Monthly Archives: November 2010

The Future of the Video Journalist

Video is now the primary link between all forms of journalism.  Though this may seem an obvious observation to some, few executives within major U.S. newspapers seem to be understanding this.

As legacy news media executives struggle to find sustainable business models for content online, perhaps they should be investing more in video to help attract eyeballs to their sites.  For instance, a non-newspaper reader may be drawn to a site like if they were to spot a ‘mini-documentary’ accompanying an article or series.

On a recent video shoot at The Washington Post, we interviewed the former managing editor of the paper – Len Downie.  “This is no longer just a newspaper.  We are transforming into a multimedia organization”, stated Downie.  But what exactly does this mean?  How do newspapers distinguish themselves from television or radio news outlets if they each seem to be headed down the same path in the online environment?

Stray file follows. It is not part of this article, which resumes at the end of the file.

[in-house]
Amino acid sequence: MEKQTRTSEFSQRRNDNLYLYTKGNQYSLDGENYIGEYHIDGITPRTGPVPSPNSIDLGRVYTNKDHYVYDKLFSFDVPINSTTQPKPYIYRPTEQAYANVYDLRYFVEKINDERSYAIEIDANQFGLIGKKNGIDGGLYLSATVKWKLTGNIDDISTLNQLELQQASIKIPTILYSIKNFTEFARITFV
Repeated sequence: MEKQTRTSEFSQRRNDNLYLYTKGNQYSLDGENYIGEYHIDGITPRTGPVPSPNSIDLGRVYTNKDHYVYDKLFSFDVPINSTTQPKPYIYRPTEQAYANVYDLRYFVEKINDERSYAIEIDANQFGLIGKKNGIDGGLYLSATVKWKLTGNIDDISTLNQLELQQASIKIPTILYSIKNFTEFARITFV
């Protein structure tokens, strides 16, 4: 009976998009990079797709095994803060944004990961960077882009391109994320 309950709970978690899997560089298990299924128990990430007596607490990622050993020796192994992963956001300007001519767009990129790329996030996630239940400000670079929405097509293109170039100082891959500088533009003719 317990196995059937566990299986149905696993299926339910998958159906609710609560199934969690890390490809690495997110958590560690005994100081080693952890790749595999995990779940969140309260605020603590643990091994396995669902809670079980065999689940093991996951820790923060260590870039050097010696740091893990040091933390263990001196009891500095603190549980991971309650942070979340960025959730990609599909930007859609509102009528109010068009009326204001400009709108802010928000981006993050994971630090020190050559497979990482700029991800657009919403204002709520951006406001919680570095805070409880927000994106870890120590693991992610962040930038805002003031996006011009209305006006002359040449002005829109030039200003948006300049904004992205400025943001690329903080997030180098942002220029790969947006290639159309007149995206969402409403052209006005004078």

This isn’t to say that they aren’t producing video content.  However, what kind of videos do they tend to be?  A brief 1-2 minute clip here and there detailing David Carr’s trip to the Bahamas or “The Basics of the Perfect Pie Crust” on

Major newspapers can reinvent themselves quickly if they begin to produce extended documentaries for their websites.

But this takes a new form of journalism.  One which merges the focus of television and movie content with that of print/online media.  Newspapers are not the only media companies shifting focus right now. The next generation of television will be primarily web-based. CBS for instance, struck a deal with Google to promote and air portions of shows on YouTube where it is sponsored by local advertisers.

The overhead costs of producing quality documentaries have reduced over the past several years.  So why aren’t more newspapers looking to extend video content beyond the likes of a 1-10 minute snippet?  The nature of being in the news industry forces reporters and ‘multimedia’ staffers to post stories as soon as they break.  “We’ve created a vicious 24 hour micro-scoop culture”, states Tim Arango – media reporter for The New York Times – during one of our interviews.